• 11. Approaches to Deal With International Ethical Dilemmas When in Rome do as the Romans do? Only guide is what is legal and appropriate in that country Justification: In some instances, laws and regulations may be stricter (e.g., Europe have stricter environmental laws) If things are sufficiently different, then it is (maybe) necessary to apply different standards (e.g., US companies complied with Arab firms not to post women and Jews for fear of losing lucrative contracts)
  • 12. Is the adage wholly justified? No – because a country permits bribery, unsafe working conditions, and violation of human rights does not mean that these practices are acceptable Key issues Questionable payments/Bribery Employment Environmental issues Product safety
  • 13. Bribery Making a payment to a foreign official for the purpose of “influencing any act or decisions of such foreign official in his in his official capacity or of inducing such foreign official to do or omit to do any act in violation of the lawful duty of such official” A bribe is made with the intention to corrupt Classic case of Lockheed Corporation – paid Japanese officials $25million to win an aircraft contract
  • 14. What’s wrong with bribery? Systematic and widespread corruption inhibits the development of fair and efficient markets Does not provide open market access to all competitors/individuals Is not an efficient allocation of resources – higher prices Results in poverty and underdevelopment Violation of duty or trust by an official
  • 15. Foreign Corrupt Practices Act Forbids U.S. companies to make or offer payments or gifts to foreign government officials to get or retain business “Reason to knowquot; provision Exceptions: Grease payments – facilitating payments to expedite routine governmental action Reasonable expenditures to entertain a foreign official in the course of doing business Any laws that permits or requires payments in the country – even if it is bribe payments made under duress to avoid injury or violence are acceptable
  • 16. Key Issues Some evidence that discontinuing bribes does not reduce sales of the firm’s products or services in that country Some evidence that firms from other countries continue to win business through corrupt practices such as bribery Recent formal agreement by many industrialized nations to outlaw the practice of bribing foreign government officials
  • 17. Criticisms of Multinationals Multinationals operate in LDC to seek cheap labor, available resources, tax shelters and relief and new markets Unfair competition of MNCS Can borrow at great rates from local lenders and do not carry fair share of social development Increase in tax rate MNCs and impoverishment of LDCs Take away scarce resource from locals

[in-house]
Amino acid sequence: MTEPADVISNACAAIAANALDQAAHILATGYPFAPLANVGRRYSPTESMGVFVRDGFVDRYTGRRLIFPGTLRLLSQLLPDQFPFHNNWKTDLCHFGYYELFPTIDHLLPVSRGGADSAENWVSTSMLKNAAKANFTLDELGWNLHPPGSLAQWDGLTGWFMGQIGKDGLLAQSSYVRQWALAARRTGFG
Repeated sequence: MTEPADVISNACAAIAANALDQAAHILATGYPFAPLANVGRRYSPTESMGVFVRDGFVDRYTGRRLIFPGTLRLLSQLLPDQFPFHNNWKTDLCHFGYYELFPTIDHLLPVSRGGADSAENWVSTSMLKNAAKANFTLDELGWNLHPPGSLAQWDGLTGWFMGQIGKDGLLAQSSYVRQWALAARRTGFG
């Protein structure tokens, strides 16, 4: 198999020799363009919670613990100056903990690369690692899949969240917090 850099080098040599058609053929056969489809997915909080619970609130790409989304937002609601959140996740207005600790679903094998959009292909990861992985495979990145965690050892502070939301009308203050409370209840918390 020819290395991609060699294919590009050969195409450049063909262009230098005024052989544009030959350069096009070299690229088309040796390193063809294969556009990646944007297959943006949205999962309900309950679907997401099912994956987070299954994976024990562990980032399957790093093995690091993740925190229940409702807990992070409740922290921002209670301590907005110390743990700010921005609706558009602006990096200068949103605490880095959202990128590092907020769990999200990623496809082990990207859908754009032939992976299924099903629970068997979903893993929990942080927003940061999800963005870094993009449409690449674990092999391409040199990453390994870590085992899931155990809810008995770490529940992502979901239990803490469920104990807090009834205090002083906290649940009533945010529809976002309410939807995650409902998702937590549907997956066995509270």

• 18. Other Criticisms of MNCs Majority of stock owned by parent company MNCs reserve key managerial and technical positions for expatriates MNCs concentrate R&D activities at home – limiting transfer of technology Rise in demand for luxury goods at expense of essential goods
  • 19. What can be done? Apply Universal Codes Countries and companies should abide by suggested guidelines for ethical behaviors There is pressure now across the world for ethical convergence
  • 20. DeGeorge’s 7 principles Multinationals (MNCs) should do no harm MNCs should produce more good than bad for the host country MNCs should contribute by their activities to the host country’s development MNCs should respect the right of their employees MNCs should pay their fair share of taxes To the extent that the local culture does not violate moral norms, MNCs should respect these norms MNCs should cooperate with the local governments in the development and enforcement of background institutions
  • 21. Best Practices for Enforcement of Code of Ethics Lead by example – international executives should also adhere to the code of ethics Make ethics part of the corporate culture Involve employees at all levels Set and monitor goals Effective integration in business processes Open forum to discuss ethical issues
  • 22. Ethics in Japan Japanese cabinet member forced to resign for receiving over $2 million from Japanese corporations Failure of banking system to take corrective action regarding Japan’s recession Concealing customer complaints Failure to inform car owners about possible auto defects and maintenance of two sets of customer complaint records
  • 23. Ethics in Japan Hostile work environment Cultural expectations Traditional role of females and female employees Sexual harassment may not be considered a moral issue Equal opportunity issues Refusal to hire women or promote them into management positions Mitsubishi sued by U.S. EEOC
  • 24. Conclusions Multinational managers face ethical challenges magnified by the international context Need to understand home ethical codes and impact on ethics of foreign culture/social institutions

×